BEST TRAVEL SERVICE STORY
Gold: “Reverse Culture Shock” by Carol Perehudoff in WanderingCarol.com
Judge’s comment: “This is the first time I have seen an article about this. (I’ve compared notes of this with fellow travelers but never seen it in print). Points for Originality. Nicely-written piece, good style and flow, about a topic few think about. Writer discusses symptoms then shows some personal examples (reader realizes writer is an expert on the topic) then gets out of the personal with good tips on how to fight this travel depression. Well-written and important for any traveler.”
Silver: “Road-tripping to the Arctic” by Carol Patterson in Canadian Geographic Travel
Judge’s comment: “A good `How To’ especially for the novice traveller who requires good, detailed information before hitting the road. This gives the reader a good feel for what they need to get, prepare for, and what to expect when they are driving into the Arctic. (I would like to see some prices for rentals, restaurants, accommodation, etc.).”
Bronze: “6 tips to move you through an airport quickly” by Emma Yardley in CBC.ca
Judge’s comment: “Everyone can always use basic tips on surviving any journey through an airport. (This is one of the reasons that travel writers quit the business — they have wasted too much of their life in far too many airports.) A seasoned traveller would be aware of these but this is essential information for the airport novice. Well-written, gets right to the topic, doesn’t deviate into cutesy comments or aside.”
BEST PEOPLE PHOTO
Gold: “Young Mennonite woman in bake shop” by Gary Crallé from “In Ontario’s Perth County, fall is bliss” in Vacay.ca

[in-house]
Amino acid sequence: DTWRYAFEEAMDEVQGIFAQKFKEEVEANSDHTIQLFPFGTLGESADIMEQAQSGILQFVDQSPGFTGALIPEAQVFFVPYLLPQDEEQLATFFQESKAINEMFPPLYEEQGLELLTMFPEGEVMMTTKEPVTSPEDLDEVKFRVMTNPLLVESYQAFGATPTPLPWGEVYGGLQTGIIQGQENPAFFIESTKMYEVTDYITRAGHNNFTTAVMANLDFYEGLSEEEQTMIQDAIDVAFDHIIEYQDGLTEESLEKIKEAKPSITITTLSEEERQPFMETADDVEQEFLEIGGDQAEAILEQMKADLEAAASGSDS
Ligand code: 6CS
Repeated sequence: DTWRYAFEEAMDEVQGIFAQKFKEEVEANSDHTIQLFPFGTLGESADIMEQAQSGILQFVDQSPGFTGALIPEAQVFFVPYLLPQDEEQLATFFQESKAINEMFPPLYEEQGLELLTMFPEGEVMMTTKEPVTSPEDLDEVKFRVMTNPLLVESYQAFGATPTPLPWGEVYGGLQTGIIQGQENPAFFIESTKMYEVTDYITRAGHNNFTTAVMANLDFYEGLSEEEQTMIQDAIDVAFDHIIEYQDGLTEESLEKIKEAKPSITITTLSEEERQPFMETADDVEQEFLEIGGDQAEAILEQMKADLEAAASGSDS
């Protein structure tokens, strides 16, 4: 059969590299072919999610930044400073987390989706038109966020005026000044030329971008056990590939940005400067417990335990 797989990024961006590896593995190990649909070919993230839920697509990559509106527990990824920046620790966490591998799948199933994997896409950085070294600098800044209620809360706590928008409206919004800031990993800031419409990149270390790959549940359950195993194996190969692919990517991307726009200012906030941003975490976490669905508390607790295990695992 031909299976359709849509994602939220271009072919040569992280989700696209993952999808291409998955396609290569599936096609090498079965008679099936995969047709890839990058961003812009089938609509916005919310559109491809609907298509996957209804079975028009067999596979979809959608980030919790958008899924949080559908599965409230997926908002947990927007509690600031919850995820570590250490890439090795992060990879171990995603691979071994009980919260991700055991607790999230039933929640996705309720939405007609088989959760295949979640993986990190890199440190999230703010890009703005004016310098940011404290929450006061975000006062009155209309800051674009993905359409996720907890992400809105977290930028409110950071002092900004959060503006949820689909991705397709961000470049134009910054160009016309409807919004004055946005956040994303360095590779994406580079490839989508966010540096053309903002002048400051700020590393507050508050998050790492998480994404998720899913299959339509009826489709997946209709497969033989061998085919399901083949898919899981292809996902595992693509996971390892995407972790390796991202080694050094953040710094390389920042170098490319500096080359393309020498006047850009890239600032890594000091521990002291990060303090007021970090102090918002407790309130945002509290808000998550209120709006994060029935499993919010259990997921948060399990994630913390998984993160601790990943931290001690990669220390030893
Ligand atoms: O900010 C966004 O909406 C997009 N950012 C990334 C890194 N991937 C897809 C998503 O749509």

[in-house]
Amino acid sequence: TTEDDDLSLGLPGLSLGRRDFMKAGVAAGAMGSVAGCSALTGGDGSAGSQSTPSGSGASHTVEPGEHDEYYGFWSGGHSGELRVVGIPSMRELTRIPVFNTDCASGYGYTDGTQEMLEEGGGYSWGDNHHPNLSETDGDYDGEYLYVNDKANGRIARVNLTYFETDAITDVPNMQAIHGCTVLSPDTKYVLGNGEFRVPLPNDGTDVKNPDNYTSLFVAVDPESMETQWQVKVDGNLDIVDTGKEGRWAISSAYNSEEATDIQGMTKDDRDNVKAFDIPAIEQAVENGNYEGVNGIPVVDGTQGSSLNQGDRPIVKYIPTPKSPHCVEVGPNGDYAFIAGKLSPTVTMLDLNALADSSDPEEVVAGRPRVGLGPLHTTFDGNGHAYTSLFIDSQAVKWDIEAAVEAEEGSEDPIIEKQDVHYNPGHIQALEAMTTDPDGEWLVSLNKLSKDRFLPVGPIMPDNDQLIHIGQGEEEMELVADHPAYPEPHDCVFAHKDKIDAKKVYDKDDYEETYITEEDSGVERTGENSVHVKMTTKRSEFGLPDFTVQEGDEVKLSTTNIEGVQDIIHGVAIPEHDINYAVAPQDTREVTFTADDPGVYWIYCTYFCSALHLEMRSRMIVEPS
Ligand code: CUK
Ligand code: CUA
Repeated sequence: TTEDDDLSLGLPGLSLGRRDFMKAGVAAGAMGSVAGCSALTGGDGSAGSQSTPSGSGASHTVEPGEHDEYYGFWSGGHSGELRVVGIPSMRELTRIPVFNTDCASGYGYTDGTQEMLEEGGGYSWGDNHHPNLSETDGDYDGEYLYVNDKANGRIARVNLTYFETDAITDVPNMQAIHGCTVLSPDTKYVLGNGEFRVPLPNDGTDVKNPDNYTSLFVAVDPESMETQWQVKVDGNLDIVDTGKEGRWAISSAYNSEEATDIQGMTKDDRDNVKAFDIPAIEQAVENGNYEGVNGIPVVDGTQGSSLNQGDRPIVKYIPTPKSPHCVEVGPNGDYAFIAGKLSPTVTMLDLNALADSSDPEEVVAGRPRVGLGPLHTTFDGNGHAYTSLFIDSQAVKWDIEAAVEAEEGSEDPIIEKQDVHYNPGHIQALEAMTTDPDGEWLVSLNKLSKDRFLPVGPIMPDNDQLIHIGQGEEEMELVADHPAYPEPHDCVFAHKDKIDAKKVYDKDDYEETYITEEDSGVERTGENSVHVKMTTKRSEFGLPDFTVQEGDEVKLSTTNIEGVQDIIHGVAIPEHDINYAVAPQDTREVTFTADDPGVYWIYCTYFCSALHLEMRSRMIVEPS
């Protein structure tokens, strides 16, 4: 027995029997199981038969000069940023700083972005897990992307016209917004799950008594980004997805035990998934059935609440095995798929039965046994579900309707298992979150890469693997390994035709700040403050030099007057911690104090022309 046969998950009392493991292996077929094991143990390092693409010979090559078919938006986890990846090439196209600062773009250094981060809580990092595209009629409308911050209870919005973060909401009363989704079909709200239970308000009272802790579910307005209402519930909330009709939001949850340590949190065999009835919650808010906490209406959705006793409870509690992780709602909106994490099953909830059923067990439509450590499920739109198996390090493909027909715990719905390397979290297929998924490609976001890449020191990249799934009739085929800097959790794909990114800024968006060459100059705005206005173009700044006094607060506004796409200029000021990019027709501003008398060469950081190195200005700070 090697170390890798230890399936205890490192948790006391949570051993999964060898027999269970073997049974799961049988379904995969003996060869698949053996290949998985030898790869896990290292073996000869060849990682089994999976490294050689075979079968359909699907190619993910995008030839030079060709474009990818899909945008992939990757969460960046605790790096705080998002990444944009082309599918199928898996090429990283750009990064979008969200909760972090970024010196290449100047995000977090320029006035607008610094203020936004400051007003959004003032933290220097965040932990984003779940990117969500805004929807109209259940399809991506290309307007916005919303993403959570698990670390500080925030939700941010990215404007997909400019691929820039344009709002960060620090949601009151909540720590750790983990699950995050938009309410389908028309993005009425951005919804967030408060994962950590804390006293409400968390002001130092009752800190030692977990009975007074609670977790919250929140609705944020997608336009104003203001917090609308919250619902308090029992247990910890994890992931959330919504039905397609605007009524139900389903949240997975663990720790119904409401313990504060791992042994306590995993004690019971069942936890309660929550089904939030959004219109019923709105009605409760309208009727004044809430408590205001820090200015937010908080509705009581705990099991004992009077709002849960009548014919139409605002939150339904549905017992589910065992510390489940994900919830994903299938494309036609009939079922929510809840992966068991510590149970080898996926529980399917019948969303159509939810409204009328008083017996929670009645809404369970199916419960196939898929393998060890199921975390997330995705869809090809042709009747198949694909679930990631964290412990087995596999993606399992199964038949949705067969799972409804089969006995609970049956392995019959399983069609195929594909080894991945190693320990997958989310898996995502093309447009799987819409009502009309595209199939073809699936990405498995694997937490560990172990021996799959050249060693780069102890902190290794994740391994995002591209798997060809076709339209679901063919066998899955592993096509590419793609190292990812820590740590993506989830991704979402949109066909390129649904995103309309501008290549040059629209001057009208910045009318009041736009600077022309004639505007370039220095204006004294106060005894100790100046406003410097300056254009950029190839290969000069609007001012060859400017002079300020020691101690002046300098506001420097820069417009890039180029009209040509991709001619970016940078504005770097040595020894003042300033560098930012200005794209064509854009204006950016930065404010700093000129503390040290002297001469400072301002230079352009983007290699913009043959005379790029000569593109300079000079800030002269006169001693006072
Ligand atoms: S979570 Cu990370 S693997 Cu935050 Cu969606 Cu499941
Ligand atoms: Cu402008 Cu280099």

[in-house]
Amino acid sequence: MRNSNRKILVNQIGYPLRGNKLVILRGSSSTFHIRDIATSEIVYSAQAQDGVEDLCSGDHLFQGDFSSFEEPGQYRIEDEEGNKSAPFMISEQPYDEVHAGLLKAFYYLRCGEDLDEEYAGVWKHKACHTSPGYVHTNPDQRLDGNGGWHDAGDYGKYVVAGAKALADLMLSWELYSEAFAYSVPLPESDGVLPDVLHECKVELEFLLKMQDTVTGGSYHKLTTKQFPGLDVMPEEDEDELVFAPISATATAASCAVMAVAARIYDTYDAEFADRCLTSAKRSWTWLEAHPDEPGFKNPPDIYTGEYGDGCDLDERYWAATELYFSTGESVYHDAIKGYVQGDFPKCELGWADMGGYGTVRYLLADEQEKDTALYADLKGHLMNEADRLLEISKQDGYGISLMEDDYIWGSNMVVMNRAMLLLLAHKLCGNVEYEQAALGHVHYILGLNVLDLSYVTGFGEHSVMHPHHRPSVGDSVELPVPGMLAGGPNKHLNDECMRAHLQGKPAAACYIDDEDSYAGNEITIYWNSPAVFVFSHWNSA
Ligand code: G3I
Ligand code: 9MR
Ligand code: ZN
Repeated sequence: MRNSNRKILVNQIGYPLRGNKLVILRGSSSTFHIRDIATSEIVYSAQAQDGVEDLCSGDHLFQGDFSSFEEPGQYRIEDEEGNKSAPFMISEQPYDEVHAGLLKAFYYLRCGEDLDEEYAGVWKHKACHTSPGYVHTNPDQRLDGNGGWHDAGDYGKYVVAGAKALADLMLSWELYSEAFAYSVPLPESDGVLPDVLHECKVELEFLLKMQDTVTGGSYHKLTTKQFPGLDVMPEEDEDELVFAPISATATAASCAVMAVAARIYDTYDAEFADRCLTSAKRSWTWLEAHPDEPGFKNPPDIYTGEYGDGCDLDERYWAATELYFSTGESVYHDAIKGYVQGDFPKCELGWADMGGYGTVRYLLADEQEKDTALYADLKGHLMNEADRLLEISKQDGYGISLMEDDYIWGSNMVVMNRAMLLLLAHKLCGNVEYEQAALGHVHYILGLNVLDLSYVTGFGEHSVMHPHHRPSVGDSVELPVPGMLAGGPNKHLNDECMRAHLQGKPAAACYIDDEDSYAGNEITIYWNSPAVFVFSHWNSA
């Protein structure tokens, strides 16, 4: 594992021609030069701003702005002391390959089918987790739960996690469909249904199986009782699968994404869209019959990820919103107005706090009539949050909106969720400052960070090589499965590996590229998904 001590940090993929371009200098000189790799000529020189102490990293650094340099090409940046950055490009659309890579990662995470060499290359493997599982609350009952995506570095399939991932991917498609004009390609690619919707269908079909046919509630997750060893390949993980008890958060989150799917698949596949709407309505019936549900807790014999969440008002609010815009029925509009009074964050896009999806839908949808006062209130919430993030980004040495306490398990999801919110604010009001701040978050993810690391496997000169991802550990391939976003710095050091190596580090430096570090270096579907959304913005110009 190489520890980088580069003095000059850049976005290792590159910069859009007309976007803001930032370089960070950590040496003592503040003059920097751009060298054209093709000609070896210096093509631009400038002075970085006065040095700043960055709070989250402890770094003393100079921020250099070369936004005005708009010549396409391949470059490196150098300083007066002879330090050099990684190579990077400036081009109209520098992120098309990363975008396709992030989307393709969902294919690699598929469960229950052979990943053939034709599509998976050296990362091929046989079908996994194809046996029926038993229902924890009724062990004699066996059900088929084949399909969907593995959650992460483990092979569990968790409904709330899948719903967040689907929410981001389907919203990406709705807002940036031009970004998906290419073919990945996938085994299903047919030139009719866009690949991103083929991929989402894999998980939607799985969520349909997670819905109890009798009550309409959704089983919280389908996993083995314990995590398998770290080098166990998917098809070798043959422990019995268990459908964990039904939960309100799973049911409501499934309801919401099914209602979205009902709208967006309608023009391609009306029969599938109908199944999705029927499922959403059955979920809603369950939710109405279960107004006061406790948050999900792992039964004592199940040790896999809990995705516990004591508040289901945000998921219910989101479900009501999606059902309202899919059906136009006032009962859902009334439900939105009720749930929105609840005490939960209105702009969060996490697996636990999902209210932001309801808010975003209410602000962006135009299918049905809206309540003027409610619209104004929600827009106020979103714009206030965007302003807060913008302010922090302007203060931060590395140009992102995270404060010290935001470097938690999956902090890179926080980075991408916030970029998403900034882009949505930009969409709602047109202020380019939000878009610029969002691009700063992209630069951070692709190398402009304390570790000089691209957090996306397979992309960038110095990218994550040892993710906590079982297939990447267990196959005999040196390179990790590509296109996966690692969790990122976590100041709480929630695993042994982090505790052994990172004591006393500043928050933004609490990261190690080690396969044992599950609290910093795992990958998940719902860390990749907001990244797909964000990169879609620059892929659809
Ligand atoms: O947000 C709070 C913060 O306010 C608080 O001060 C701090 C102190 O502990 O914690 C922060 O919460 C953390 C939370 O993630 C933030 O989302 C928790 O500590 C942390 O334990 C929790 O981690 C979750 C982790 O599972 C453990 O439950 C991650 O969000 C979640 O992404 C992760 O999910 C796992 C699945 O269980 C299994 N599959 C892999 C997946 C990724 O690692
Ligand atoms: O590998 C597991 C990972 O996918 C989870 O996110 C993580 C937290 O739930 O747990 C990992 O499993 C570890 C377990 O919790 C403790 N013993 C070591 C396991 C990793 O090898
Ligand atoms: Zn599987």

Judge’s comment: “The placement of all the elements of the image, the stars, blackboard with the little straw hat and bear, the rows of `Fry Pies’ and even the uneven cutout type at the front of the table make this picture a little bit like a piece of music. It’s got a rhythm to it, even catching the young lady placing the fry pie in the space at the front of the table. It’s also got a wonderful quality of light to it, very bright, pure and clean, reminiscent of the Dutch renaissance painting.”
Silver: “Boy with watermelons” by Stuart Dee in The Philippines Rediscovered II
Judge’s comment: “There’s a wonderful use of graphic and colour composition here, with the bright red segments of watermelon cascading down the linear bamboo table to bring your eye to a cheeky little face, staring directly at the viewer, holding a red segment contrasted with the jet-black hair. The random repetition of the semicircles of red and green punctuated with black makes a very strong image.”
Bronze: “Edmonton” by Liz Campbell in “Edmonton — Beyond the Ordinary” in Empty Nest
Judge’s comment: “This picture brings back memories of a Canada that one doesn’t see that often anymore. I just love the juxtaposition of the subjects, in traditional farm clothing, speaking to each other in front of a period house, grain elevator and workhorses with the wooden cart. Top marks for the propping, location scouting and wardrobe, (if there was any).”
Link: Online link not available
BEST PLACES/SCENERY PHOTO
Gold: “Kayaks” by Adrian Brijbassi from “Ocean House debuts in Haida Gwaii” in Vacay.ca
Judge’s comment: “This is an image that definitely `makes you want to go to this place,’ at this point in time. The composition is wonderful. The two kayaks contrast wonderfully with the green grass, beckoning to start the journey to the distant, mist shrouded verdant mountains in the distance. One can feel the atmosphere of the place.”